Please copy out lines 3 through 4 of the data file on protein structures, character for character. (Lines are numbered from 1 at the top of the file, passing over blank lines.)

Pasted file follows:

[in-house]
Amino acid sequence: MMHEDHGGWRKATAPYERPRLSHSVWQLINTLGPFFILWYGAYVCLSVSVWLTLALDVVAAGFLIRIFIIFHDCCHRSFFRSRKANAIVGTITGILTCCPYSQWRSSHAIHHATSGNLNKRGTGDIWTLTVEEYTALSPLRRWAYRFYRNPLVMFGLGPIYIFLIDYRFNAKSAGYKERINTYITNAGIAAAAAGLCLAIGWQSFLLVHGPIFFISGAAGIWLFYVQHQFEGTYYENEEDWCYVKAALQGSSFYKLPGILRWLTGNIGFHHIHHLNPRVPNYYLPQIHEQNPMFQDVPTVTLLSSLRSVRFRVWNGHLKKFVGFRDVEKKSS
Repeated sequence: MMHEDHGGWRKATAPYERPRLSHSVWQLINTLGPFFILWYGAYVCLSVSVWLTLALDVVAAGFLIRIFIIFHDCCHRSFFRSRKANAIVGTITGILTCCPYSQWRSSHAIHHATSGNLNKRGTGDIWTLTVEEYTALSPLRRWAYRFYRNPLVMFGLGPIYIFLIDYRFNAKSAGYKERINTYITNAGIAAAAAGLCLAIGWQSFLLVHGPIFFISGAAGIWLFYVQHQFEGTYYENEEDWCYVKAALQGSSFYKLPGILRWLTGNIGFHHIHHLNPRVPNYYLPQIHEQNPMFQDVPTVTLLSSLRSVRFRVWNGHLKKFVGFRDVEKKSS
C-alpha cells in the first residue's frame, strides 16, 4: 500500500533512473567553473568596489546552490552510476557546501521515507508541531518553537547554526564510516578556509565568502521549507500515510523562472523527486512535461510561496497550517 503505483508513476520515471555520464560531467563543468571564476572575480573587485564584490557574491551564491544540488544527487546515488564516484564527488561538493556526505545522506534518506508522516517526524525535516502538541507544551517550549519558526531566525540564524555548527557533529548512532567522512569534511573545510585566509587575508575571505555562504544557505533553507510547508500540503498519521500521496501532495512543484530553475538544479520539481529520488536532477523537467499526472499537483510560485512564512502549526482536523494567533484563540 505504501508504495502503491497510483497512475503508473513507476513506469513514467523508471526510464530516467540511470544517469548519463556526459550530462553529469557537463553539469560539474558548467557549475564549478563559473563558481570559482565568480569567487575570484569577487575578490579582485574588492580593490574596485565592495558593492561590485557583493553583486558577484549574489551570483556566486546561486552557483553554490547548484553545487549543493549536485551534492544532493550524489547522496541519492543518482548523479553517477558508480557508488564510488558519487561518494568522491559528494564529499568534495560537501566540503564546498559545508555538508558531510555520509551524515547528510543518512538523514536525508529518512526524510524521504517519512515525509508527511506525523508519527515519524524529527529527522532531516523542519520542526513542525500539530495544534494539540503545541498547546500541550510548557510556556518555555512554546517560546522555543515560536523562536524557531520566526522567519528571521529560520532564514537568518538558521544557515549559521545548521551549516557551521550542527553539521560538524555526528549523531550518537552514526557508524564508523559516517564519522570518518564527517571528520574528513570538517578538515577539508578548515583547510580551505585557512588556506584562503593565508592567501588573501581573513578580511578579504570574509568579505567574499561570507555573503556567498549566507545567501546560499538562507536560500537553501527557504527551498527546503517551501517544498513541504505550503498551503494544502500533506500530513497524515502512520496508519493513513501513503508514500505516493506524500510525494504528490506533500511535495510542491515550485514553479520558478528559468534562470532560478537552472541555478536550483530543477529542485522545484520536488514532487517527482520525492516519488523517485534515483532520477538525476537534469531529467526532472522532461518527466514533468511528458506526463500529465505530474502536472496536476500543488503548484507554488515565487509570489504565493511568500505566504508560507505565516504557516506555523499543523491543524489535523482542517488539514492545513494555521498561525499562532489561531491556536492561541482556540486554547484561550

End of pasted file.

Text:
Repeated sequence: MMHEDHGGWRKATAPYERPRLSHSVWQLINTLGPFFILWYGAYVCLSVSVWLTLALDVVAAGFLIRIFIIFHDCCHRSFFRSRKANAIVGTITGILTCCPYSQWRSSHAIHHATSGNLNKRGTGDIWTLTVEEYTALSPLRRWAYRFYRNPLVMFGLGPIYIFLIDYRFNAKSAGYKERINTYITNAGIAAAAAGLCLAIGWQSFLLVHGPIFFISGAAGIWLFYVQHQFEGTYYENEEDWCYVKAALQGSSFYKLPGILRWLTGNIGFHHIHHLNPRVPNYYLPQIHEQNPMFQDVPTVTLLSSLRSVRFRVWNGHLKKFVGFRDVEKKSS
C-alpha cells in the first residue's frame, strides 16, 4: 500500500533512473567553473568596489546552490552510476557546501521515507508541531518553537547554526564510516578556509565568502521549507500515510523562472523527486512535461510561496497550517 503505483508513476520515471555520464560531467563543468571564476572575480573587485564584490557574491551564491544540488544527487546515488564516484564527488561538493556526505545522506534518506508522516517526524525535516502538541507544551517550549519558526531566525540564524555548527557533529548512532567522512569534511573545510585566509587575508575571505555562504544557505533553507510547508500540503498519521500521496501532495512543484530553475538544479520539481529520488536532477523537467499526472499537483510560485512564512502549526482536523494567533484563540 505504501508504495502503491497510483497512475503508473513507476513506469513514467523508471526510464530516467540511470544517469548519463556526459550530462553529469557537463553539469560539474558548467557549475564549478563559473563558481570559482565568480569567487575570484569577487575578490579582485574588492580593490574596485565592495558593492561590485557583493553583486558577484549574489551570483556566486546561486552557483553554490547548484553545487549543493549536485551534492544532493550524489547522496541519492543518482548523479553517477558508480557508488564510488558519487561518494568522491559528494564529499568534495560537501566540503564546498559545508555538508558531510555520509551524515547528510543518512538523514536525508529518512526524510524521504517519512515525509508527511506525523508519527515519524524529527529527522532531516523542519520542526513542525500539530495544534494539540503545541498547546500541550510548557510556556518555555512554546517560546522555543515560536523562536524557531520566526522567519528571521529560520532564514537568518538558521544557515549559521545548521551549516557551521550542527553539521560538524555526528549523531550518537552514526557508524564508523559516517564519522570518518564527517571528520574528513570538517578538515577539508578548515583547510580551505585557512588556506584562503593565508592567501588573501581573513578580511578579504570574509568579505567574499561570507555573503556567498549566507545567501546560499538562507536560500537553501527557504527551498527546503517551501517544498513541504505550503498551503494544502500533506500530513497524515502512520496508519493513513501513503508514500505516493506524500510525494504528490506533500511535495510542491515550485514553479520558478528559468534562470532560478537552472541555478536550483530543477529542485522545484520536488514532487517527482520525492516519488523517485534515483532520477538525476537534469531529467526532472522532461518527466514533468511528458506526463500529465505530474502536472496536476500543488503548484507554488515565487509570489504565493511568500505566504508560507505565516504557516506555523499543523491543524489535523482542517488539514492545513494555521498561525499562532489561531491556536492561541482556540486554547484561550